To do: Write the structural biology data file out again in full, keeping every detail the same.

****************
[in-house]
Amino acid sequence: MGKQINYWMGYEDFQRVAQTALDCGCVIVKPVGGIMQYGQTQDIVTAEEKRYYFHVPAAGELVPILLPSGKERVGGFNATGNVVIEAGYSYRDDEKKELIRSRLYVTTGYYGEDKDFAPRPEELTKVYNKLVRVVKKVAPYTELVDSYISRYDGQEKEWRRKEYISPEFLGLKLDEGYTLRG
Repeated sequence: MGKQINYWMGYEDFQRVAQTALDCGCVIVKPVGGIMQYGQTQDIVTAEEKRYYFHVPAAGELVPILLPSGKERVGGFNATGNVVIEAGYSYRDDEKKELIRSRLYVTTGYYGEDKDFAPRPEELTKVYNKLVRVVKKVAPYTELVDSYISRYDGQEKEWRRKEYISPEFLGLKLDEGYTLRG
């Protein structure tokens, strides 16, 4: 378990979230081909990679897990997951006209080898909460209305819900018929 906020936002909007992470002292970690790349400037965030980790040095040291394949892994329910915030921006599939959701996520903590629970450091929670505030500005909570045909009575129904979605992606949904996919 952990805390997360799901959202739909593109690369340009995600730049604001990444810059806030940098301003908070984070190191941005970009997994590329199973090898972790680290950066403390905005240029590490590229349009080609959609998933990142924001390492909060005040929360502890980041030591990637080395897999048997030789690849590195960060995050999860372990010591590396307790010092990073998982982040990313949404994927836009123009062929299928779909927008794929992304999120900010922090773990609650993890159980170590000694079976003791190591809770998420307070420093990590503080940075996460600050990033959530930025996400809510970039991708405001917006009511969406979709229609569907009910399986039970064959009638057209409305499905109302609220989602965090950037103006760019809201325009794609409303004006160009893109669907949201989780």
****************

[in-house]
Amino acid sequence: MGKQINYWMGYEDFQRVAQTALDCGCVIVKPVGGIMQYGQTQDIVTAEEKRYYFHVPAAGELVPILLPSGKERVGGFNATGNVVIEAGYSYRDDEKKELIRSRLYVTTGYYGEDKDFAPRPEELTKVYNKLVRVVKKVAPYTELVDSYISRYDGQEKEWRRKEYISPEFLGLKLDEGYTLRG
Repeated sequence: MGKQINYWMGYEDFQRVAQTALDCGCVIVKPVGGIMQYGQTQDIVTAEEKRYYFHVPAAGELVPILLPSGKERVGGFNATGNVVIEAGYSYRDDEKKELIRSRLYVTTGYYGEDKDFAPRPEELTKVYNKLVRVVKKVAPYTELVDSYISRYDGQEKEWRRKEYISPEFLGLKLDEGYTLRG
């Protein structure tokens, strides 16, 4: 378990979230081909990679897990997951006209080898909460209305819900018929 906020936002909007992470002292970690790349400037965030980790040095040291394949892994329910915030921006599939959701996520903590629970450091929670505030500005909570045909009575129904979605992606949904996919 952990805390997360799901959202739909593109690369340009995600730049604001990444810059806030940098301003908070984070190191941005970009997994590329199973090898972790680290950066403390905005240029590490590229349009080609959609998933990142924001390492909060005040929360502890980041030591990637080395897999048997030789690849590195960060995050999860372990010591590396307790010092990073998982982040990313949404994927836009123009062929299928779909927008794929992304999120900010922090773990609650993890159980170590000694079976003791190591809770998420307070420093990590503080940075996460600050990033959530930025996400809510970039991708405001917006009511969406979709229609569907009910399986039970064959009638057209409305499905109302609220989602965090950037103006760019809201325009794609409303004006160009893109669907949201989780």